By: Dana Edwards, 352-392-1963, firstname.lastname@example.org
Sources: Jack Payne, 352-392-1971, email@example.com
Drew Carlton, 239-850-1995, firstname.lastname@example.org
GAINESVILLE, Fla. – By the year 2050, more than nine billion people will populate Earth. The University of Florida College of Agricultural and Life Sciences (CALS) Challenge 2050 project aims to contribute solutions to the challenges associated with this population rise, such as issues related to food security. As part of Challenge 2050, six UF students presented their ideas to address such concerns during the third annual One World competition held Feb. 16.
“There’s never been a more exciting time to be a CALS student,” said Jack Payne, senior vice president for agriculture and natural resources, who spoke at the event. “Feeding the world is more complex than ever. Solutions aren’t all going to come from our National Academy members and faculty who are decades into their careers. Great ideas come from students with fresh perspectives.”
Haiti’s devastating earthquake in 2010 consumed the thoughts of 15-year-old Drew Carlton, now a senior CALS student participating in Challenge 2050. After mission trips and nutrition research as a CALS microbiology and cell science student, Carlton began thinking of a potential solution to eradicate cholera through cleaner water practices in Haiti. At One World 2017, Carlton presented his idea of developing mountaintop microfiber nets connected to pipes as a water purification system.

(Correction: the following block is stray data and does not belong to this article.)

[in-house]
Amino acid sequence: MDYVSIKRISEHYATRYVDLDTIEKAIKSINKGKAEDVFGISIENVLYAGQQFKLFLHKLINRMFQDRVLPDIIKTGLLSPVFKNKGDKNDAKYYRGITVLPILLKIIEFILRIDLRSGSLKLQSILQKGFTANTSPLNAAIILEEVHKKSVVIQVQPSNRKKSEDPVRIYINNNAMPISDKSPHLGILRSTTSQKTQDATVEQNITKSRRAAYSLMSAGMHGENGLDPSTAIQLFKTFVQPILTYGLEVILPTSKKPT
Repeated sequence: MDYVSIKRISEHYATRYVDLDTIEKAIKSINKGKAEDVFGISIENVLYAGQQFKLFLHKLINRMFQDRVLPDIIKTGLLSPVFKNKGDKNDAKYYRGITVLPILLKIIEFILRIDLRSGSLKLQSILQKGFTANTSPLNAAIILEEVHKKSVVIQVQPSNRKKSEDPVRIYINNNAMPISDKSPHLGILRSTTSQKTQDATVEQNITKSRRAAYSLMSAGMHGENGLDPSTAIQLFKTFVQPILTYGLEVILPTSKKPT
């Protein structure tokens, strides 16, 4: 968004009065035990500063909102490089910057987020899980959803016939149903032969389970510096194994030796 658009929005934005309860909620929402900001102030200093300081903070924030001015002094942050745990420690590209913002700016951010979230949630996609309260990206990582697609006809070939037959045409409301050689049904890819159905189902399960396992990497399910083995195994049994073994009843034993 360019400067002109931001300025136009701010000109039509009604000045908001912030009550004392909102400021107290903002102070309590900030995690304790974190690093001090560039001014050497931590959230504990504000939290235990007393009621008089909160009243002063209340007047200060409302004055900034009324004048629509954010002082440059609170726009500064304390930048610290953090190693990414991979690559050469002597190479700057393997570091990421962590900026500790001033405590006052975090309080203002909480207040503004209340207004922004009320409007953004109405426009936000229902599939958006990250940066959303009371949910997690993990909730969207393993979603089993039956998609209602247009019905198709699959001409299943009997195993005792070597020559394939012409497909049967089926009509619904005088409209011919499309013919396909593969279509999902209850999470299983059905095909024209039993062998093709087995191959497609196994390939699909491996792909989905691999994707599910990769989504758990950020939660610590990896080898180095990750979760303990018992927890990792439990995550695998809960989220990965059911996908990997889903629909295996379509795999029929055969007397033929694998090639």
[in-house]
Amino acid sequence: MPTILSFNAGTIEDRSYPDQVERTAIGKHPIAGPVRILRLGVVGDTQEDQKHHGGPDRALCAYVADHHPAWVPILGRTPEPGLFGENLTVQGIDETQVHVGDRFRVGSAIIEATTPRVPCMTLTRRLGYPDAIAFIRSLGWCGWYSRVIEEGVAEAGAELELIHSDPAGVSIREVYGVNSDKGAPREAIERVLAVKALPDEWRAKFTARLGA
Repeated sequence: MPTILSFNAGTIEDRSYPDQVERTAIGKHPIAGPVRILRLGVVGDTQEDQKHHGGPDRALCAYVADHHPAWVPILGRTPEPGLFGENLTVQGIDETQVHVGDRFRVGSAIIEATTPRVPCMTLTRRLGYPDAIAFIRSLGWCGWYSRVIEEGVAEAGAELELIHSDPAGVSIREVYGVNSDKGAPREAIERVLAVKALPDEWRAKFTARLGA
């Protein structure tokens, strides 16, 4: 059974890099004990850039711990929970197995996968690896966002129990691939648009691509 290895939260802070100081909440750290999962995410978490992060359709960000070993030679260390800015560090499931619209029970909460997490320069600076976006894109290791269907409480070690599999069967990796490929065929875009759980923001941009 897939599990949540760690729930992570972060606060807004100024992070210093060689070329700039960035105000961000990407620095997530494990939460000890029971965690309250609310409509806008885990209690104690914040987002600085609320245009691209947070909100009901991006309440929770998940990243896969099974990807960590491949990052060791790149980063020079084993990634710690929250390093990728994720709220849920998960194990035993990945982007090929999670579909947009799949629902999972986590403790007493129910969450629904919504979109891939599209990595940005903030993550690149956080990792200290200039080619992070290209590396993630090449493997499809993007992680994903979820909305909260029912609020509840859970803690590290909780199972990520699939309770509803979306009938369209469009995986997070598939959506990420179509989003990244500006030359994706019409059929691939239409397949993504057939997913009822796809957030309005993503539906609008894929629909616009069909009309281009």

“Challenge 2050 shows that UF students are capable of immense progress in all shapes, sizes, backgrounds and majors,” said Carlton. “We are capable of acting out the Gator Good campaign, not just in strengthening our own communities, but in the sharing of knowledge around the world.”
More than 80 students submitted video presentations of their ideas to address a growing population. Of those students, six were selected to share their solutions to One World attendees, which included faculty, staff, students and industry professionals. The following students participated in the competition:
- Rock A. Aboujaoude Jr., food and resource economics major
- Drew Carlton, microbiology and cell science major
- Marcela Mulholland, sustainability studies major
- Rebekah Schwartz, public health major
- Chris Vazquez, finance major
- Kayla Waldorff, agricultural education and communication major.
Marcela Mulholland was named the One World 2017 winner. She received $1,500 from sponsors HM Clause, Orange Theory Fitness and The C. Charles Jackson Foundation to implement her idea of meditation mindfulness practices in schools.
In addition, the following individuals were honored with awards for their support of the Challenge 2050 project:
- HM Clause director of USA and Canada sales, Dan Bailey – Champion Award
- Women’s Mentoring and Advocacy Program co-founder, Caitlin Bletscher – Social Advancement Award
- Challenge 2050 student, Krystal Dixon – International Development Award
- One World 2016 winner Shelby Thomas – Outstanding Leader Award
- CALS Dean Elaine Turner – Distinguished Advocate Award.
Click here to see the event.
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